A U.S. Senate subcommittee ordered Blue Cross and Blue Shield of Maryland yesterday to turn over nearly 10 years of data about its finances as part of a growing probe into some of the nation's largest and best-known health insurance plans.
In a far-reaching subpoena to the Maryland Blues, the Senate Permanent Subcommittee on Investigations asked for the financial records of 21 separate companies created by the insurer in the past decade, some of them without the state's knowledge.
Further, the panel is demanding what could be hundreds of boxes of documents regarding Blue Cross' cash flow, contracts, taxes, board meetings, loans, investments, actuarial data, claims files, correspondence with consumers and its entire payroll for the period.
The subpoena was due to be delivered yesterday, a committee source confirmed.
Blue Cross insures or administers health insurance for 47 percent of Marylanders and collects $1.4 billion a year in premiums. Yesterday, company executives said they looked forward to an opportunity to respond to questions and concerns raised by the committee, chaired by Sen. Sam Nunn, D-Ga.
"We welcome the fact that the Nunn committee has asked us to appear," said John Picciotto, Blue Cross' general counsel. "We intend to show them what we are about and to convince them we are a strong, healthy company and we are going in the right direction," he said, adding that collecting the documents could take "a long time."
The subpoena comes as Maryland regulators prepared to penalize Blue Cross as the result of a still-confidential but apparently highly critical study of the insurer's dealings with consumers and health-care providers.
In testimony to Congress last week, Maryland Insurance Commissioner John A. Donaho referred to some of the study's findings in charging that the Blues had showed a "wanton disregard" for its obligations to Maryland residents.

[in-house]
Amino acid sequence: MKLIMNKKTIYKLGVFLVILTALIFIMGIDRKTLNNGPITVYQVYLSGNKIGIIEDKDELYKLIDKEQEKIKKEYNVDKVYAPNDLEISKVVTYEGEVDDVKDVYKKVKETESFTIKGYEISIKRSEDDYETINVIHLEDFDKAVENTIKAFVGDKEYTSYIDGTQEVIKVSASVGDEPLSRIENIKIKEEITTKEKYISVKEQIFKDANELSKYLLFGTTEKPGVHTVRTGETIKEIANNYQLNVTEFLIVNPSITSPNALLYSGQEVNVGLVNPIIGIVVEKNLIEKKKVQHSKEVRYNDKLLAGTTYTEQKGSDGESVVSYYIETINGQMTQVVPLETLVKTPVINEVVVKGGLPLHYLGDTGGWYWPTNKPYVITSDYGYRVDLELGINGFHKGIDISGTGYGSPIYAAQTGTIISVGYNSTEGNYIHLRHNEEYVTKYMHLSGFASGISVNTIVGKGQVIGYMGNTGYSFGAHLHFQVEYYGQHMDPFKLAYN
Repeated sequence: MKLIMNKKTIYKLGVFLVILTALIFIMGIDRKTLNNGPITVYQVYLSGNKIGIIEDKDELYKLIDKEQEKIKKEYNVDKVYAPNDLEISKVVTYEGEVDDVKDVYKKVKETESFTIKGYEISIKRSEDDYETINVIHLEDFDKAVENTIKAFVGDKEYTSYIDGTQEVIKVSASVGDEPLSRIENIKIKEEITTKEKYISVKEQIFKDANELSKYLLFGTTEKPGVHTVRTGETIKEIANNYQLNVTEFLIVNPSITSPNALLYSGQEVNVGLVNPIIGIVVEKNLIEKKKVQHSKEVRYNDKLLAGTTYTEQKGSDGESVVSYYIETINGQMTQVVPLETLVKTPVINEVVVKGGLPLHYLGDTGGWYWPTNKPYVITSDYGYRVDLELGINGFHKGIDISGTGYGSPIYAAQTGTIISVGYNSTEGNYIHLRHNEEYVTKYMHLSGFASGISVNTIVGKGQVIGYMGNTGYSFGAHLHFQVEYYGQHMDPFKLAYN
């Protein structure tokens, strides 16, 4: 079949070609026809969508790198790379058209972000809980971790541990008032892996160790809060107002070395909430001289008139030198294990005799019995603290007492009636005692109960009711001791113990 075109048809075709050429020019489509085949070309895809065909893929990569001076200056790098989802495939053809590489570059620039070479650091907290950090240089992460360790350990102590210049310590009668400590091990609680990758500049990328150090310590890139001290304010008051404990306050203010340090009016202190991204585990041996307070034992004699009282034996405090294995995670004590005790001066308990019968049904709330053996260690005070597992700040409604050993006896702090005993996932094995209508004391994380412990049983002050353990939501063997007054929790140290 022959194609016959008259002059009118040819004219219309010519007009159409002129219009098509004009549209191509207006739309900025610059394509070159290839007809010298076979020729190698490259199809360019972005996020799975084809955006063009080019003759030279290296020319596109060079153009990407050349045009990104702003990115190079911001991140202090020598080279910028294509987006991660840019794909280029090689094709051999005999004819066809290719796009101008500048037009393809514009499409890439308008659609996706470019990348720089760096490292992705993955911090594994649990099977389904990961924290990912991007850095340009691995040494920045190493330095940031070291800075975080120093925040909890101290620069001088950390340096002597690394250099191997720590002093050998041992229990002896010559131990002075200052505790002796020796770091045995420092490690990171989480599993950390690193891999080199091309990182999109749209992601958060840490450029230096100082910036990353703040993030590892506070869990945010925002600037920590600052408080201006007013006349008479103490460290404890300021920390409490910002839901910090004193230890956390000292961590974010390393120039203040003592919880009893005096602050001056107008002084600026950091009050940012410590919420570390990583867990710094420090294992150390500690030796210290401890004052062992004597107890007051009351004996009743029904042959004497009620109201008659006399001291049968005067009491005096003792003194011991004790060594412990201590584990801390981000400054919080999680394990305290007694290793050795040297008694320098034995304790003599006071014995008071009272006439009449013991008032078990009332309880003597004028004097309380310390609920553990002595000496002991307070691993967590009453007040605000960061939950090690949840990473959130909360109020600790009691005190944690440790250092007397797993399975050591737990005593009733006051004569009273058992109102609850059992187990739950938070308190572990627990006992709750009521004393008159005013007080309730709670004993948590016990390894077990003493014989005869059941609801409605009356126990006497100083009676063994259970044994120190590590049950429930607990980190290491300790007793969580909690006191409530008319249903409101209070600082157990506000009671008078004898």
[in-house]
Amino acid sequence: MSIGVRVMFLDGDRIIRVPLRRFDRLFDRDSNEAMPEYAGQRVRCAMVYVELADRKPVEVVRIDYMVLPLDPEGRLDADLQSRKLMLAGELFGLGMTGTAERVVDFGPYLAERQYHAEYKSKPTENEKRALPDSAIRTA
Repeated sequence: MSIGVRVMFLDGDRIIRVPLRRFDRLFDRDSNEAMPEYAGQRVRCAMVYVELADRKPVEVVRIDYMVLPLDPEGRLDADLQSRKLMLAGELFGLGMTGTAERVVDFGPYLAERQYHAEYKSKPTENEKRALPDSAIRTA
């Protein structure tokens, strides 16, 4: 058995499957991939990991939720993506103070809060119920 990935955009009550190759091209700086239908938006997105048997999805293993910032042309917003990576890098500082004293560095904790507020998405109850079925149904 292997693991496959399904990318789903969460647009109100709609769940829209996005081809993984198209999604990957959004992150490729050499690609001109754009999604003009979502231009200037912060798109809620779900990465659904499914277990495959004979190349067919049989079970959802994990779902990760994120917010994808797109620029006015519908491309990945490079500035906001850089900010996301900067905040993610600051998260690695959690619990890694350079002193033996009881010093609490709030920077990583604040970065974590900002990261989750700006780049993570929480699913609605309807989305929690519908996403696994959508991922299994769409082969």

Among other things, he told the Senate panel that Blue Cross was late in paying more than 1 million claims to consumers over the past five years. The company then failed to pay interest on the late payments, as state law requires, he said.
Blue Cross officials declined yesterday to discuss the state hTC review, now in its final stages, saying it was preparing a response. However, Mr. Picciotto, the legal counsel, disputed the state's contention that Blue Cross failed to pay interest on late payments to policyholders. He said Blue Cross has interpreted the law covering late payments differently than have state officials.
Yesterday's congressional subpoena amounts to the largest request for documents involving an insurance firm in at least 20 years, according to regulators. It followed testimony before the Nunn committee Thursday by both Mr. Donaho and Washington's insurance regulator, Robert M. Willis, that they lacked adequate information to judge the financial condition of the insurers they regulate.
Insurance regulators in Maryland and 18 other states were subpoenaed by the congressional panel June 15 to produce some of the same Blue Cross documents it sought from the company yesterday. But, the regulators say, they lack much of the information. Maryland officials began complying with the subpoena last week and are expected to open their records to Senate investigators beginning Monday.
Blue Cross, a non-profit health service plan, is regulated by the state, which reviews its requests for rate increases as well as its solvency.
Last month, it was ranked as weak by a private research firm that assessed the financial condition of the nation's 73 Blue Cross plans. The Maryland company's reserves for future health insurance costs, now $74 million, are below guidelines set by the national trade association for Blue Cross plans, state regulators say. But Blue Cross officials maintain the firm's financial health is stable. Blue Cross reported profits in each of the past three years.
Among other things, congressional investigators want to know about a host of for-profit subsidiaries of Maryland Blue Cross. They include a credit-card business, a computer company, and a leasing business.
In his testimony last week, Mr. Donaho also said the insurance division received an unprecedented 1,000 complaints involving Blue Cross last year. He said the medical community was in a "furor" over the way Blue Cross handled several items, including requests for information.
Mr. Donaho also said that Blue Cross failed to provide "the most basic customer service." As an example, he said Blue Cross last month sought unsuccessfully to cancel insurance for 4,000 people months before their contracts expired. Mr. Donaho said Blue Cross backed down only after he threatened to impose sanctions.
His division also regulates Blue Cross in the District of Columbia.